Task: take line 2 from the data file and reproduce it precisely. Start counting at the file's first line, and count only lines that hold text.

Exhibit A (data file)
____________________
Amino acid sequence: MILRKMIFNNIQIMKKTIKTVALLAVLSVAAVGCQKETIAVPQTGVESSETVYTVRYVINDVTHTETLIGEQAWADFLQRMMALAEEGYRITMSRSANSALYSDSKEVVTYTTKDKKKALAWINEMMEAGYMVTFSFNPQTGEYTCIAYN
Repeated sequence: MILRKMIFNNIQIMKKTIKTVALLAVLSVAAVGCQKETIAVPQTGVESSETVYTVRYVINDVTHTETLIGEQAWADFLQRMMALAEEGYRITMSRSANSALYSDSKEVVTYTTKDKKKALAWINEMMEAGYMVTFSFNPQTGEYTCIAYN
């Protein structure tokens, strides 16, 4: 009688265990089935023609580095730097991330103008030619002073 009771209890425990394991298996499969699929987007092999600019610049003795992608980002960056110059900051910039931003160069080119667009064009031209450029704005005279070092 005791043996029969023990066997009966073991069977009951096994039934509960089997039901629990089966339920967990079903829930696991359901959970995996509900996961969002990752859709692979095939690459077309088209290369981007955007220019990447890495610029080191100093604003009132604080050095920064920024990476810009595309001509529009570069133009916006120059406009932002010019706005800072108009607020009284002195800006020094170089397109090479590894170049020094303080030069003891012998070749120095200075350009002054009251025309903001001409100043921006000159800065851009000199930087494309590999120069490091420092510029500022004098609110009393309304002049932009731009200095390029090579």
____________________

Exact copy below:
Repeated sequence: MILRKMIFNNIQIMKKTIKTVALLAVLSVAAVGCQKETIAVPQTGVESSETVYTVRYVINDVTHTETLIGEQAWADFLQRMMALAEEGYRITMSRSANSALYSDSKEVVTYTTKDKKKALAWINEMMEAGYMVTFSFNPQTGEYTCIAYN